Drinking at least three cups of coffee a day is linked with a lowered risk of death among people coinfected with HIV and hepatitis C virus (HCV). Researchers analyzed data from from the ANRS C013 HEPAVIH cohort, a French nationwide prospective cohort of HIV/HCV-coinfected individuals who provided medical, psychological and other behavioral data once each year for six years. Results were presented at the 2016 Conference on Retroviruses and Opportunistic Infections (CROI) in Boston.

During a median follow-up of five years, 77 people died out of 1,035 participants studied. This translated to a death rate of 1.64 percent per year. The leading causes of death were as follows: hep C-related causes, including hepatocellular carcinoma (HCC, the most common form of liver cancer), were the cause of death for 33 people (43 percent); nine people (12 percent) died of non-AIDS, non-HCV-related cancers; and eight people (10 percent) died of AIDS-related causes.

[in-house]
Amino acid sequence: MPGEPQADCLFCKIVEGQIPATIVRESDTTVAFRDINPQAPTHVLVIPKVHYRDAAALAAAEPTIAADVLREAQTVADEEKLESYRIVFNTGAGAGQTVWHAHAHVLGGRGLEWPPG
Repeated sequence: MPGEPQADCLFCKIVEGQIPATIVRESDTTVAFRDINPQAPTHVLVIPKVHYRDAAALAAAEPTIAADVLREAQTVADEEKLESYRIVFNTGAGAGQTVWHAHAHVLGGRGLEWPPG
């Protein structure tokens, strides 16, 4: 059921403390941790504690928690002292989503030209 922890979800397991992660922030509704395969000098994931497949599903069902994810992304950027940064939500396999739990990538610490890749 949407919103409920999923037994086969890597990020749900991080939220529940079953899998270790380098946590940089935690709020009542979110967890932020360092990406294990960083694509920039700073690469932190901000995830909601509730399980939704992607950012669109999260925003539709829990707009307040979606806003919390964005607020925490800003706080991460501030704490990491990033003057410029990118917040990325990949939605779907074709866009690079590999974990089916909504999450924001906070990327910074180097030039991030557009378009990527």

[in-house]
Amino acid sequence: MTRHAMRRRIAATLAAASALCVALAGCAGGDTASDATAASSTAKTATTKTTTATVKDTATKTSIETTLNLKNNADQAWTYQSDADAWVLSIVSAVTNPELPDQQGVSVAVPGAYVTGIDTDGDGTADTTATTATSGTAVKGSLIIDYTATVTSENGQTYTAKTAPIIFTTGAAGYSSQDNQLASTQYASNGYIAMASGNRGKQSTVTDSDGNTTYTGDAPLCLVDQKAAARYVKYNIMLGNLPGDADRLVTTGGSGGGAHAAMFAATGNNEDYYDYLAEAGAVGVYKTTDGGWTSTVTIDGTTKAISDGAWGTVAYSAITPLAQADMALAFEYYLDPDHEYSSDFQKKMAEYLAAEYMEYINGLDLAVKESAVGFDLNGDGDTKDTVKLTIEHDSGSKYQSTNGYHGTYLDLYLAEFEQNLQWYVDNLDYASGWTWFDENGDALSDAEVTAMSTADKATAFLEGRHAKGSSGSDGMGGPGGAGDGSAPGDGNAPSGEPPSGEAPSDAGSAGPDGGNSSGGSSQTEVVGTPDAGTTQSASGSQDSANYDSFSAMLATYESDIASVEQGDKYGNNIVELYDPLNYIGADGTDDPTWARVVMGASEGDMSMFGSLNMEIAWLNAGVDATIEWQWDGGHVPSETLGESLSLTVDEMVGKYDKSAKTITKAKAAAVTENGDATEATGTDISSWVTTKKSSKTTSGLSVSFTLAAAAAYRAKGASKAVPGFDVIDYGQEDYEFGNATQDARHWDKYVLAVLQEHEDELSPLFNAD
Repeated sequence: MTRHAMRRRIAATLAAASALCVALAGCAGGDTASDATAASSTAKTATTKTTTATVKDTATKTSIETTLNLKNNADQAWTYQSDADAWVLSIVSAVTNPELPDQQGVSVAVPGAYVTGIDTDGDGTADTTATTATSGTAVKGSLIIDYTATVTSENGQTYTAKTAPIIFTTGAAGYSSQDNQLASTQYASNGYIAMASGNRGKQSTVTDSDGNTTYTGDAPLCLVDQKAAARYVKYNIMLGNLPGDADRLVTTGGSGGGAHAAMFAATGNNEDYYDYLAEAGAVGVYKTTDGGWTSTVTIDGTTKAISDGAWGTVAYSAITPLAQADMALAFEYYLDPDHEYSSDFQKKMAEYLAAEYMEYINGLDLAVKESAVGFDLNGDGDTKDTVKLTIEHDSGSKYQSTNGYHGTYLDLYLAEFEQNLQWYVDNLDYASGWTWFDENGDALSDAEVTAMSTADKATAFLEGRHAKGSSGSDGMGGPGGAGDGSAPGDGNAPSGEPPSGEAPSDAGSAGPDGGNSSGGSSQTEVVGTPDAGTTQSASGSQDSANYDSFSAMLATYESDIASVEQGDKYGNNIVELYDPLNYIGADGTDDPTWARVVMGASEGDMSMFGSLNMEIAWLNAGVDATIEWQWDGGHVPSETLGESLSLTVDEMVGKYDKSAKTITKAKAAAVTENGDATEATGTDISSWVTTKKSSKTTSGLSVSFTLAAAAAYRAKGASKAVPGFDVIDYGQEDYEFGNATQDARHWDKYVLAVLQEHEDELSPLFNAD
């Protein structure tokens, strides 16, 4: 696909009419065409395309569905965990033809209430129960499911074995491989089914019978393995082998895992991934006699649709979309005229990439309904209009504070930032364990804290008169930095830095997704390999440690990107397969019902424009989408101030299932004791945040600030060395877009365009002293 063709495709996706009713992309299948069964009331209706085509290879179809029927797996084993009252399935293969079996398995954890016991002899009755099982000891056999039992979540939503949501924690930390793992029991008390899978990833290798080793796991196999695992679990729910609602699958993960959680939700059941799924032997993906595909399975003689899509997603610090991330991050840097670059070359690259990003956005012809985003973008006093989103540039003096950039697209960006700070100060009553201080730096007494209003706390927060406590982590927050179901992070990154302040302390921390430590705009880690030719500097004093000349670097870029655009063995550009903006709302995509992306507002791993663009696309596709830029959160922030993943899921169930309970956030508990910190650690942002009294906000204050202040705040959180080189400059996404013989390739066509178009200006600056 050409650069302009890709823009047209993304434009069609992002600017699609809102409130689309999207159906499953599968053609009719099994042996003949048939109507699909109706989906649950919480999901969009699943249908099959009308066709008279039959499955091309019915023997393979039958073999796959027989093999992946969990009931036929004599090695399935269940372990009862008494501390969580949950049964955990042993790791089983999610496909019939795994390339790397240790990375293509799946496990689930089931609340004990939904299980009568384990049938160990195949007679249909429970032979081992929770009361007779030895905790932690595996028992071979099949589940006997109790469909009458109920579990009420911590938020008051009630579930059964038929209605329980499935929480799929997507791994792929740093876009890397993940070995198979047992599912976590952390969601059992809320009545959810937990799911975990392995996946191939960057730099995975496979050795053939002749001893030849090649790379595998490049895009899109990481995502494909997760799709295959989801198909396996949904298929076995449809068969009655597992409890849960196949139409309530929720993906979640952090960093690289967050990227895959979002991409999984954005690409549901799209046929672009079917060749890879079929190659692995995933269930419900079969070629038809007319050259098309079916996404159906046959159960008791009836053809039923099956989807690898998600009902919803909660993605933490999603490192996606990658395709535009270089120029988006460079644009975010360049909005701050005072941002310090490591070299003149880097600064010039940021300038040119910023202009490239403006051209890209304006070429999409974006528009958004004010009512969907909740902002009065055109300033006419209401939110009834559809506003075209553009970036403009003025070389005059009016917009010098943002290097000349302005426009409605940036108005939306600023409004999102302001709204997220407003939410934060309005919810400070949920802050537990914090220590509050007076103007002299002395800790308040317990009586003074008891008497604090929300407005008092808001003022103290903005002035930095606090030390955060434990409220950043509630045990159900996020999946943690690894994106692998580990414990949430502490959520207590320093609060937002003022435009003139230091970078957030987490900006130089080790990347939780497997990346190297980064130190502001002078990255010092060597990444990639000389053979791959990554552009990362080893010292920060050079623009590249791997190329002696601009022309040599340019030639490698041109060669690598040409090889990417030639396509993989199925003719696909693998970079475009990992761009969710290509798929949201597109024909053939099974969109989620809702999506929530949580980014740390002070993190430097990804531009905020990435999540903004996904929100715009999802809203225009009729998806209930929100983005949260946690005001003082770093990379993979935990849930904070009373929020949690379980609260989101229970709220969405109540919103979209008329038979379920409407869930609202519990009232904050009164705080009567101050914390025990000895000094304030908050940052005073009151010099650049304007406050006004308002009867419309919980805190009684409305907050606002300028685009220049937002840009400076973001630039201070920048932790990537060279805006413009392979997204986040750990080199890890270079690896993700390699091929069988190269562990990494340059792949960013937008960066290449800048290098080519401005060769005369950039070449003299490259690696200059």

A total of 26.3 percent of the participants reported at the study’s outset that they drank at least three cups of coffee daily. After adjusting the data for various factors such as the stage of individuals’ HIV disease, whether individuals were cured of HCV, alcohol and tobacco use, gender, precarious housing, having a steady partner, and CD4 count (a measure of immune health that is taken regularly among people with HIV), the researchers found that such a high level of coffee consumption was associated with a 50 percent reduced risk of death.

To read the conference abstract, click here.